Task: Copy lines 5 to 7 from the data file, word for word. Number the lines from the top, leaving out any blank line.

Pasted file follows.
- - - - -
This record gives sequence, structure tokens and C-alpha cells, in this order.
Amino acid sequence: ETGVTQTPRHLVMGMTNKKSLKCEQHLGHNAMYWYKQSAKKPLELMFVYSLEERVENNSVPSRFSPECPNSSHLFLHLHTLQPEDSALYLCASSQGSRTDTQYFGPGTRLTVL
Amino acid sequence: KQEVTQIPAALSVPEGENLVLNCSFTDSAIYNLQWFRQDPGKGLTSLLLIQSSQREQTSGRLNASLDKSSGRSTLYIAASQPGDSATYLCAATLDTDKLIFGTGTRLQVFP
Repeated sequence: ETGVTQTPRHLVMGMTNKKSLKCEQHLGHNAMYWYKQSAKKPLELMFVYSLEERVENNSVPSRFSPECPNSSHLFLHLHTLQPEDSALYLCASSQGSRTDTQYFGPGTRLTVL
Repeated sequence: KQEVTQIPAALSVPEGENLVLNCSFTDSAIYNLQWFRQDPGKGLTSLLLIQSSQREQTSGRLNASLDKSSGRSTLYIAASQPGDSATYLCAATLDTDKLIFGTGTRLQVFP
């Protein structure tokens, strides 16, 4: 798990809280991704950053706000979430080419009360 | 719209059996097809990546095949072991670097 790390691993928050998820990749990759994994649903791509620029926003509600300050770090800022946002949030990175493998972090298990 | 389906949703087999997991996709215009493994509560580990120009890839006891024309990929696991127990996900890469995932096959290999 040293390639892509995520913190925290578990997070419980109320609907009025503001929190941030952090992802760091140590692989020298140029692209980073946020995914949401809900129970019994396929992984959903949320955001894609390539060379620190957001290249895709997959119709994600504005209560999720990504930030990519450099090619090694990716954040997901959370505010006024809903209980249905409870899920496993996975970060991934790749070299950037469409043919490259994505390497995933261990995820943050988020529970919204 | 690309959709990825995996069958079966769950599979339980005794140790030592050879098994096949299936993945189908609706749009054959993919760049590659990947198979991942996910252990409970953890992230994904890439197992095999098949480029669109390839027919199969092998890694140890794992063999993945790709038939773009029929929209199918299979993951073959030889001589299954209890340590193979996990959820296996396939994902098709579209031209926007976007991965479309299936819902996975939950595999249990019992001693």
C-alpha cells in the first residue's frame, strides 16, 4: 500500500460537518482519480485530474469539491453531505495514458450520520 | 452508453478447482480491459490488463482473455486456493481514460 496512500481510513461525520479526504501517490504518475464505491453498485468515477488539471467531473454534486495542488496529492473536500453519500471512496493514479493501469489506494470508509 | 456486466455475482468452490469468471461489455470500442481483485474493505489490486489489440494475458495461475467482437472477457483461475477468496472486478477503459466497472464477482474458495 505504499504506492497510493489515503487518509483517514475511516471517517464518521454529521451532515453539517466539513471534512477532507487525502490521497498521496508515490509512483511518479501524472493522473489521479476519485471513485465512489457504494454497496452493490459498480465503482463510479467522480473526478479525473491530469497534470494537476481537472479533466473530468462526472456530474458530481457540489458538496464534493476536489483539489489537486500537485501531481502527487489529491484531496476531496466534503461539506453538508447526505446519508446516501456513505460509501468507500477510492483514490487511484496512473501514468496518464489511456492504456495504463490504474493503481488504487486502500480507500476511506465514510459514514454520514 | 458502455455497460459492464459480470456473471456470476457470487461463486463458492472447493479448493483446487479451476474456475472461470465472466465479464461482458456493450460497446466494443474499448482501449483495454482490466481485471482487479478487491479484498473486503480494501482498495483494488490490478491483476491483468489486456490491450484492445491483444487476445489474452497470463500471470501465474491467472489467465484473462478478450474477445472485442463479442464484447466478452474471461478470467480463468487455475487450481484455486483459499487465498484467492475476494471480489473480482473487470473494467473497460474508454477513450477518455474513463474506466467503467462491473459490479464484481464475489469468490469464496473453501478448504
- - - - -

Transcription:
Repeated sequence: KQEVTQIPAALSVPEGENLVLNCSFTDSAIYNLQWFRQDPGKGLTSLLLIQSSQREQTSGRLNASLDKSSGRSTLYIAASQPGDSATYLCAATLDTDKLIFGTGTRLQVFP
């Protein structure tokens, strides 16, 4: 798990809280991704950053706000979430080419009360 | 719209059996097809990546095949072991670097 790390691993928050998820990749990759994994649903791509620029926003509600300050770090800022946002949030990175493998972090298990 | 389906949703087999997991996709215009493994509560580990120009890839006891024309990929696991127990996900890469995932096959290999 040293390639892509995520913190925290578990997070419980109320609907009025503001929190941030952090992802760091140590692989020298140029692209980073946020995914949401809900129970019994396929992984959903949320955001894609390539060379620190957001290249895709997959119709994600504005209560999720990504930030990519450099090619090694990716954040997901959370505010006024809903209980249905409870899920496993996975970060991934790749070299950037469409043919490259994505390497995933261990995820943050988020529970919204 | 690309959709990825995996069958079966769950599979339980005794140790030592050879098994096949299936993945189908609706749009054959993919760049590659990947198979991942996910252990409970953890992230994904890439197992095999098949480029669109390839027919199969092998890694140890794992063999993945790709038939773009029929929209199918299979993951073959030889001589299954209890340590193979996990959820296996396939994902098709579209031209926007976007991965479309299936819902996975939950595999249990019992001693």
C-alpha cells in the first residue's frame, strides 16, 4: 500500500460537518482519480485530474469539491453531505495514458450520520 | 452508453478447482480491459490488463482473455486456493481514460 496512500481510513461525520479526504501517490504518475464505491453498485468515477488539471467531473454534486495542488496529492473536500453519500471512496493514479493501469489506494470508509 | 456486466455475482468452490469468471461489455470500442481483485474493505489490486489489440494475458495461475467482437472477457483461475477468496472486478477503459466497472464477482474458495 505504499504506492497510493489515503487518509483517514475511516471517517464518521454529521451532515453539517466539513471534512477532507487525502490521497498521496508515490509512483511518479501524472493522473489521479476519485471513485465512489457504494454497496452493490459498480465503482463510479467522480473526478479525473491530469497534470494537476481537472479533466473530468462526472456530474458530481457540489458538496464534493476536489483539489489537486500537485501531481502527487489529491484531496476531496466534503461539506453538508447526505446519508446516501456513505460509501468507500477510492483514490487511484496512473501514468496518464489511456492504456495504463490504474493503481488504487486502500480507500476511506465514510459514514454520514 | 458502455455497460459492464459480470456473471456470476457470487461463486463458492472447493479448493483446487479451476474456475472461470465472466465479464461482458456493450460497446466494443474499448482501449483495454482490466481485471482487479478487491479484498473486503480494501482498495483494488490490478491483476491483468489486456490491450484492445491483444487476445489474452497470463500471470501465474491467472489467465484473462478478450474477445472485442463479442464484447466478452474471461478470467480463468487455475487450481484455486483459499487465498484467492475476494471480489473480482473487470473494467473497460474508454477513450477518455474513463474506466467503467462491473459490479464484481464475489469468490469464496473453501478448504